For a unique number to represent the sequence, you could consider a hash function. However, hash functions will give you ugly output that won't be readable
and may not be easily reversible. It doesn't seem like that's what you're looking for. If you can't say for sure that your function will have integers, a hash table is a good way to do this. But, the hash values still won't be directly comparable in the way that you seem to want.
For the sequence 1, 2, 3, 4, 3, 2, 1, you could simply consider the unique number 1234321. This might depend on the range of your numbers - it would help/may only be reasonable if you can put some bound on the numbers in your sequence. (if you know all the numbers are integers between 0 and 9, this is fine - we can extend this to numbers between 0 and N (or a and a+N) by representing the sequence in base N+1). This may not save you any space, though - certainly not compared to a hash table.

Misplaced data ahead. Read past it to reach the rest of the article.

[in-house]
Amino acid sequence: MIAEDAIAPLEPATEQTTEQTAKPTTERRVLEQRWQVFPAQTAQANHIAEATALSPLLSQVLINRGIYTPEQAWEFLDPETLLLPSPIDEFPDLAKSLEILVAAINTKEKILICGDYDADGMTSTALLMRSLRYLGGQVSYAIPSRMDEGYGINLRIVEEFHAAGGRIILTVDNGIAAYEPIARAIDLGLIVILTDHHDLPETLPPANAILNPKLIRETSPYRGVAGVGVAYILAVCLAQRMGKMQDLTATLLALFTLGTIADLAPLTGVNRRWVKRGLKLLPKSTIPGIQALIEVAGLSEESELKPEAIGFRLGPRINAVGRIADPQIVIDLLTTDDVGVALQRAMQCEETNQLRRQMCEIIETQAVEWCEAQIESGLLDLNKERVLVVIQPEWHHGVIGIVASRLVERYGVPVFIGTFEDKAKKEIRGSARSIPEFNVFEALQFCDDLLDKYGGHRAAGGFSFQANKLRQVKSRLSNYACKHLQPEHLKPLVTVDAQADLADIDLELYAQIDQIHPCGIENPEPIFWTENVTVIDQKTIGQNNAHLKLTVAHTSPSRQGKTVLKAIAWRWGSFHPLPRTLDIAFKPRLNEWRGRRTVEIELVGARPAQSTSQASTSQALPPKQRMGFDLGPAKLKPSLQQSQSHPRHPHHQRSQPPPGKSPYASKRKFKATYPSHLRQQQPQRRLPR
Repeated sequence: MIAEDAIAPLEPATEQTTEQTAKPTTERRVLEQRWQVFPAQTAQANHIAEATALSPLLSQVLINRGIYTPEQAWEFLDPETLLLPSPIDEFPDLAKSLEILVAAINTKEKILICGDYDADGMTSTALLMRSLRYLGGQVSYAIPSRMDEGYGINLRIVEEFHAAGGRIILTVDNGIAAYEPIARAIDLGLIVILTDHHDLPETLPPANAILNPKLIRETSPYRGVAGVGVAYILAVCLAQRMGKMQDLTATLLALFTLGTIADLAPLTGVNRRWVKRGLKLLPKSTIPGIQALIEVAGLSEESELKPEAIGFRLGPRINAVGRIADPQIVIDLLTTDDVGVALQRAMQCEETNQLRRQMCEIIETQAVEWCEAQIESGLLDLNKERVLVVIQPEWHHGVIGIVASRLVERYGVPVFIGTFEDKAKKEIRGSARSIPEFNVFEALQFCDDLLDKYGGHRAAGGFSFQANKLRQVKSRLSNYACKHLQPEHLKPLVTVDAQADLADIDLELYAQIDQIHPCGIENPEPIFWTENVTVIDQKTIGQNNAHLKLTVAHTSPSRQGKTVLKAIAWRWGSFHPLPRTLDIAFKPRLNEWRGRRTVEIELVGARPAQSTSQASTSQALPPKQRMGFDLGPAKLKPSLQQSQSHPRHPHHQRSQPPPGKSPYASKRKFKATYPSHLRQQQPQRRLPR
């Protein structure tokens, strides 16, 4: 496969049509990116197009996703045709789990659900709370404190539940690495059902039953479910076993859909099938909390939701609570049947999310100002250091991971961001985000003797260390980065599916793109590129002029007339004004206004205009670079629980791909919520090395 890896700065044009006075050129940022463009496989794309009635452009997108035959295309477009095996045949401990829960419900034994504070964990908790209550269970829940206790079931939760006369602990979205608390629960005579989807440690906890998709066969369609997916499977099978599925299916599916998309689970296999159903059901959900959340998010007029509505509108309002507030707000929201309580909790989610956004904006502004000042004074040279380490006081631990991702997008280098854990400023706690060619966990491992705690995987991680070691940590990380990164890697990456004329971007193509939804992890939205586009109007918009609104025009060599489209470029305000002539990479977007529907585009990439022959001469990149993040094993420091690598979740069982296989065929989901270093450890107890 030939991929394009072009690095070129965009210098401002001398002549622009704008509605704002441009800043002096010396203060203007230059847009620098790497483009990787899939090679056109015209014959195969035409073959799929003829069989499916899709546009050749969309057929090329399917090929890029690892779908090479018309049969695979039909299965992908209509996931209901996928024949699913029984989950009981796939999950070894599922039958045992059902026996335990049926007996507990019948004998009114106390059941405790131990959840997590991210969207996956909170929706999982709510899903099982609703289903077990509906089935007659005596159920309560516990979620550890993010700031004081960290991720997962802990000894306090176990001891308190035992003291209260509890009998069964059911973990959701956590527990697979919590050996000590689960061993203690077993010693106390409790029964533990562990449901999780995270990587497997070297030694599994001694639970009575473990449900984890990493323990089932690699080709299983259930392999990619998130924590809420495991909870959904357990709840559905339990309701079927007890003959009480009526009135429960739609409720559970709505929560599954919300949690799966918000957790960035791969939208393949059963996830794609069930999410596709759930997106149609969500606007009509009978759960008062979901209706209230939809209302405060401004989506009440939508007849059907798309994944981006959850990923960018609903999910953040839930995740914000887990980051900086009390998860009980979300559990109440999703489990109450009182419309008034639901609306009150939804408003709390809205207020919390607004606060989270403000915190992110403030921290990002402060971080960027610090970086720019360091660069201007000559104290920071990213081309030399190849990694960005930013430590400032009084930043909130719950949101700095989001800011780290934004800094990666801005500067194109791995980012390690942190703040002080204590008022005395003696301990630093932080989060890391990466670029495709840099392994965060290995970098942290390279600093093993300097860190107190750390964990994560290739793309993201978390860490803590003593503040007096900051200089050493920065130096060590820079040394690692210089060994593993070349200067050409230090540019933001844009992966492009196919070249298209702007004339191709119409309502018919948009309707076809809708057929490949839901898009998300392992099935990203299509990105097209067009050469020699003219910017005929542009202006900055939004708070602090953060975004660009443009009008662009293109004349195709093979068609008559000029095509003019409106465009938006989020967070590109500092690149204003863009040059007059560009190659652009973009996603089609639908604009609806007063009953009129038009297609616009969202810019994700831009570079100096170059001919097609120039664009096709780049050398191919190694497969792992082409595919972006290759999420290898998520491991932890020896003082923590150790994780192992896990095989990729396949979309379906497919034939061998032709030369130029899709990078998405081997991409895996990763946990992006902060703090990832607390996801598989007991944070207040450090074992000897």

If you know for sure that your terms will only go up and down by 0 or 1, you could represent them by the string $+++0−−0−$, for example, or equivalently as the number $22201101$ (where 2 is up, 1 is down). As an aside, this could be stored very efficiently by working in base 3. This seems like a good solution for you.
Similarity can be measured in several ways (e.g Hamming distance). In the case of your example, where you have a "deletion" (a 4 has disappeared), it seems sensible to consider the Levenshtein distance. Levenshtein distance applies to strings of text characters, really, but you can easily represent your sequence this way as described in the paragraph above.
It's difficult to understand exactly what you want without more context, but I hope this will help you to research what you need! Further comments welcomed.